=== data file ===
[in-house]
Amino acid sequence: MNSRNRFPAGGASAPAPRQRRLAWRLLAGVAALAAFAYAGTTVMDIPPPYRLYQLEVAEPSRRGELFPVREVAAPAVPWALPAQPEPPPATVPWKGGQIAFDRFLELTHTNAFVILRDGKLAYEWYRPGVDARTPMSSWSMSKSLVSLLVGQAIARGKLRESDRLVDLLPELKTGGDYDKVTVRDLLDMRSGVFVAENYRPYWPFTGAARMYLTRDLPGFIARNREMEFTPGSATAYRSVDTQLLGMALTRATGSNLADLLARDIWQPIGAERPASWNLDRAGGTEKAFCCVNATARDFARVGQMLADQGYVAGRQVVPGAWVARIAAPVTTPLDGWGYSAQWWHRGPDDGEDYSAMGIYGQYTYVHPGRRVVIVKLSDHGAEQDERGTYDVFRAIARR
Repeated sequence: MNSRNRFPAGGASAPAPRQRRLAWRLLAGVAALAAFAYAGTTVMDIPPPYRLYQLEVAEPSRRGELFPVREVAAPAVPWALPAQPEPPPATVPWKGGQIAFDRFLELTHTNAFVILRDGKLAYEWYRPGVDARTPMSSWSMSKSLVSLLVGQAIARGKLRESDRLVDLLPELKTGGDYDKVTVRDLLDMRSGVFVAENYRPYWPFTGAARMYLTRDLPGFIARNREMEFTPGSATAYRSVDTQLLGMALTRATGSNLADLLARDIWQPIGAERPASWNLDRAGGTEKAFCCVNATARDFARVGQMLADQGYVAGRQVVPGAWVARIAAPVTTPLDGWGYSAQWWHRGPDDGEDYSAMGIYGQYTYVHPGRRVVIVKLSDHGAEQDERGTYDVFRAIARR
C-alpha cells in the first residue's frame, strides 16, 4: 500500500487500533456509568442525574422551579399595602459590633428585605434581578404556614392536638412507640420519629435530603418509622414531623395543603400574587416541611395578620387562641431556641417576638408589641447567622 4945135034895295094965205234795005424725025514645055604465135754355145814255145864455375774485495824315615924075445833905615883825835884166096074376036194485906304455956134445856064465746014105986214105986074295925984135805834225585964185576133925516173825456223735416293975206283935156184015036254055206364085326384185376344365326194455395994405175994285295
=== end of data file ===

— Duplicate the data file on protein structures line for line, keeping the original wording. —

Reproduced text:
[in-house]
Amino acid sequence: MNSRNRFPAGGASAPAPRQRRLAWRLLAGVAALAAFAYAGTTVMDIPPPYRLYQLEVAEPSRRGELFPVREVAAPAVPWALPAQPEPPPATVPWKGGQIAFDRFLELTHTNAFVILRDGKLAYEWYRPGVDARTPMSSWSMSKSLVSLLVGQAIARGKLRESDRLVDLLPELKTGGDYDKVTVRDLLDMRSGVFVAENYRPYWPFTGAARMYLTRDLPGFIARNREMEFTPGSATAYRSVDTQLLGMALTRATGSNLADLLARDIWQPIGAERPASWNLDRAGGTEKAFCCVNATARDFARVGQMLADQGYVAGRQVVPGAWVARIAAPVTTPLDGWGYSAQWWHRGPDDGEDYSAMGIYGQYTYVHPGRRVVIVKLSDHGAEQDERGTYDVFRAIARR
Repeated sequence: MNSRNRFPAGGASAPAPRQRRLAWRLLAGVAALAAFAYAGTTVMDIPPPYRLYQLEVAEPSRRGELFPVREVAAPAVPWALPAQPEPPPATVPWKGGQIAFDRFLELTHTNAFVILRDGKLAYEWYRPGVDARTPMSSWSMSKSLVSLLVGQAIARGKLRESDRLVDLLPELKTGGDYDKVTVRDLLDMRSGVFVAENYRPYWPFTGAARMYLTRDLPGFIARNREMEFTPGSATAYRSVDTQLLGMALTRATGSNLADLLARDIWQPIGAERPASWNLDRAGGTEKAFCCVNATARDFARVGQMLADQGYVAGRQVVPGAWVARIAAPVTTPLDGWGYSAQWWHRGPDDGEDYSAMGIYGQYTYVHPGRRVVIVKLSDHGAEQDERGTYDVFRAIARR
C-alpha cells in the first residue's frame, strides 16, 4: 500500500487500533456509568442525574422551579399595602459590633428585605434581578404556614392536638412507640420519629435530603418509622414531623395543603400574587416541611395578620387562641431556641417576638408589641447567622 4945135034895295094965205234795005424725025514645055604465135754355145814255145864455375774485495824315615924075445833905615883825835884166096074376036194485906304455956134445856064465746014105986214105986074295925984135805834225585964185576133925516173825456223735416293975206283935156184015036254055206364085326384185376344365326194455395994405175994285295